Some years ago I served as an outside member on a dissertation committee in a linguistics department. The graduate student in question wanted to conduct experiments, an unusual idea for a linguist. When the idea was discussed during the initial committee meeting, a colleague from the linguistics department sighed and said dismissively Ah, experiments. Psychologists always want to do experiments because they don’t know what’s going on. The years had not yet mellowed me (ahem), so I had to bite back a snide comment.
But now I’m starting to wonder if that linguist didn’t have a point after all. Isn’t our field suffering from premature experimentation? Don’t we all have a tendency to design and run experiments before research questions have been really thought through?
I see four major sets of reasons why this might be the case.
- Institutional. Empirical articles are the principal currency of our field, so there exists an incentive structure to design and run experiments. Graduate students need experiments to be awarded their degree, postdocs need them to secure a tenure-track job, junior faculty need them to receive tenure, senior faculty need them to procure grants.
- Educational. Students need to learn the trade. Designing and running experiments is a complex set of skills that take years to master.
- Cognitive. Experiments are used as mental crutches. It’s hard to mentally manipulate abstract concepts. It’s easier to think about designs, variables, conditions, counterbalancing, and randomization because much of this can be grounded in perception and action (e.g., in the form of an imaginary 2 X 2 table), or offloaded on the environment (e.g., sketched out on the back of an envelope).
- Temperamental. We are eager to “get our hands dirty” and curious to see results early on. When I get a new piece of software or some home appliance, I’m usually too impatient to carefully read the manual and/or do the tutorial. I take a quick look and then play it by ear. Running experiments before having things thought through is like starting without having perused the manual.
The last two reasons may not apply to everyone (they all apply to me, I’m afraid) but it is clear that there is a pressure and a drive to produce experiments.
How do we counter this pressure? I believe we should re-evaluate the importance of speculative articles, essays in which authors try out and develop thoughts about a specific topic. The essay is reviewed much like a philosophy or linguistic article would be reviewed (e.g., based on theoretical relevance, soundness of argumentation and clarity of exposition) and is then introduced to the field, whereupon it may receive post-publication feedback, feedback that might give rise to further theory development. And then, at some point, the moment for experimentation has arrived.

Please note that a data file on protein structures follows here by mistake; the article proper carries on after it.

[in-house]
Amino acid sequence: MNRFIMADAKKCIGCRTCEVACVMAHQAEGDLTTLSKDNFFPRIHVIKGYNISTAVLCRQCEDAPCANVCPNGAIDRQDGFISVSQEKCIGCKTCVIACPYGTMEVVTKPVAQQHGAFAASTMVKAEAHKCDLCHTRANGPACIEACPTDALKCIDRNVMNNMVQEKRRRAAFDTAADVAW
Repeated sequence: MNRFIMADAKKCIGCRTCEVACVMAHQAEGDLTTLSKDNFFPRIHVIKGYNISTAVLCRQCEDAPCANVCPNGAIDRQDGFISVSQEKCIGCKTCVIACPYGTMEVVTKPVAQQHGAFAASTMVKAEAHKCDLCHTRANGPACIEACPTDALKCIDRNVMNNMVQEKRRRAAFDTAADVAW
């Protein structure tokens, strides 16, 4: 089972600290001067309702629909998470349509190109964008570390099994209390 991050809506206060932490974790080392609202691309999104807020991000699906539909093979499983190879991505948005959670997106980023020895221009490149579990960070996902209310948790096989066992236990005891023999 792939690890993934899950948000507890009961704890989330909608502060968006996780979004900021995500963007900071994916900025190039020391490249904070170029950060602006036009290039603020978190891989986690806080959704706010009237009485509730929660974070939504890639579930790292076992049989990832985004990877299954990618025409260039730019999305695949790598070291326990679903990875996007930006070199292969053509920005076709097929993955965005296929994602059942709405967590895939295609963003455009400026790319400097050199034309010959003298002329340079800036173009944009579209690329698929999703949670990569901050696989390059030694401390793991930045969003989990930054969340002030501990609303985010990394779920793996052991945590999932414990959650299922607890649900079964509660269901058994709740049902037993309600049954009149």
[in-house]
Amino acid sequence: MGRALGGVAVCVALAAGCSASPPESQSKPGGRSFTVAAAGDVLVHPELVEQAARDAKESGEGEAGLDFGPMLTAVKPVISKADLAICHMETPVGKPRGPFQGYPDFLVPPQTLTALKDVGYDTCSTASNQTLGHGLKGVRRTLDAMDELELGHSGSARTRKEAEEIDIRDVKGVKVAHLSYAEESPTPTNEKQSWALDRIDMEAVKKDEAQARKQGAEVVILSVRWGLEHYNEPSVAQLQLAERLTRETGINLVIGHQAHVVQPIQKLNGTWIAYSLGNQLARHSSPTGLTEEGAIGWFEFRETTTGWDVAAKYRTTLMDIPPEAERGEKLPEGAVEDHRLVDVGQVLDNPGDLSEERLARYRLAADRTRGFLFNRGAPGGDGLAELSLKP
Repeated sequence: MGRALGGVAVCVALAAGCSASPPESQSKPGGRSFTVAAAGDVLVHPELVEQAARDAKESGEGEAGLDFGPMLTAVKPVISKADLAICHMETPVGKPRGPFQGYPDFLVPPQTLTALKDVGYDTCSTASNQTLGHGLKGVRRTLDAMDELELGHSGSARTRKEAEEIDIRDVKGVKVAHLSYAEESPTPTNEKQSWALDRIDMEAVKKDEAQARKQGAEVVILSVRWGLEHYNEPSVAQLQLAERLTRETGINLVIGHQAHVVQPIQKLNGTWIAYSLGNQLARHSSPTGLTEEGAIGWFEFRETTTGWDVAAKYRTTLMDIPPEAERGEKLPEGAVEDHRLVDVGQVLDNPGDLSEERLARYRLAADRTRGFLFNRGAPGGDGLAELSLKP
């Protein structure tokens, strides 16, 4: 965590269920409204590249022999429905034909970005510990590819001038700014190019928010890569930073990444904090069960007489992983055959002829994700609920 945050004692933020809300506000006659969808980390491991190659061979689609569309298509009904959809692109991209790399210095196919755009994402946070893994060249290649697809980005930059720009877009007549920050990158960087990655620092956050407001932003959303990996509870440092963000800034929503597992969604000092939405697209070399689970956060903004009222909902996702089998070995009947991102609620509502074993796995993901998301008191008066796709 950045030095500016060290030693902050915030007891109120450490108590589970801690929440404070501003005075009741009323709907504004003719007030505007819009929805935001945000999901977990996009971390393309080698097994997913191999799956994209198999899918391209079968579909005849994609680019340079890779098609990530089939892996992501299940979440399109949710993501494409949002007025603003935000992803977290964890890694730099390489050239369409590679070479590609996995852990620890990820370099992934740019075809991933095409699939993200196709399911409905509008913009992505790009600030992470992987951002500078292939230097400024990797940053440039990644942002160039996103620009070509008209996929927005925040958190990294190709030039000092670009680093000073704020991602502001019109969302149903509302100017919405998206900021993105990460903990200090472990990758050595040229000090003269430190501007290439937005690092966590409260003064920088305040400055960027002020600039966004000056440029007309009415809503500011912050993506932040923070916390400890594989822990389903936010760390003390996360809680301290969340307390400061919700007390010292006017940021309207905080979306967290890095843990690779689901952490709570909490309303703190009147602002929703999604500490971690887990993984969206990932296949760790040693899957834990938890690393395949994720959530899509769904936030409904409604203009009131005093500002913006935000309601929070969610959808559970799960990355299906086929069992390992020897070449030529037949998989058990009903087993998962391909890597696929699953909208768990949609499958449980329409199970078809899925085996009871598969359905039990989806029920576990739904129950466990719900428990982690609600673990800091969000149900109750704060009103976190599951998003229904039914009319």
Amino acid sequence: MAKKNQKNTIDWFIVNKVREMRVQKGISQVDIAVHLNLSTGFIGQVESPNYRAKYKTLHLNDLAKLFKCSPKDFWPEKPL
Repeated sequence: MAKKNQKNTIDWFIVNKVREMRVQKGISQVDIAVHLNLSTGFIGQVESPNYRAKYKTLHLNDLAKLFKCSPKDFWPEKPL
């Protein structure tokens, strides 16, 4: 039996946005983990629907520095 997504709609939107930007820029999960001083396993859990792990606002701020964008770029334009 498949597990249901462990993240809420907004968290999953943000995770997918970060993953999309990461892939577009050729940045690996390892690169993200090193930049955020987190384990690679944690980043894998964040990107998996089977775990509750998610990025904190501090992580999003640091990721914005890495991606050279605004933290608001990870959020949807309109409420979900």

Some topics are just not (yet) amenable to empirical research. But this does not mean they aren't interesting or worthwhile to discuss... (I had drafted this post up to this point about two weeks ago. Today someone on Twitter referred to an article that illustrates my point and helps me conclude the post.)
In an article that is currently in press in Perspectives on Psychological Science, the social psychologist Joseph Cesario takes a critical look at what he calls the literature on behavioral priming, which has been the focus of several posts in this blog. Cesario observes that the field is lacking theories that specify the precise contingencies under which particular priming effects can be obtained. He then asserts that therefore failures [to replicate priming effects] are uninformative at the current time.
I concur with Cesario’s theoretical criticism of priming research but I disagree with his statement that replications are uninformative. Moreover, if a researcher cannot state the conditions under which an effect is expected to replicate, then the study itself is uninformative. The experiment was conducted prematurely.
It is much better in such cases to just be upfront and present the idea as a thought experiment. The Gedankenexperiment has a venerable history in science. Moreover, it does not carry with it the pretense that there is empirical support for the idea.
There is more to say about the Cesario article but I’ll limit myself here to the conclusion that it nicely illustrates my main point: we should elevate essays to a higher status in our field and at the same time become warier of premature experimentation.
Just imagine what would (not) have happened if Diederik Stapel had not felt the need to produce “evidence” and had just described thought experiments in a series of essays.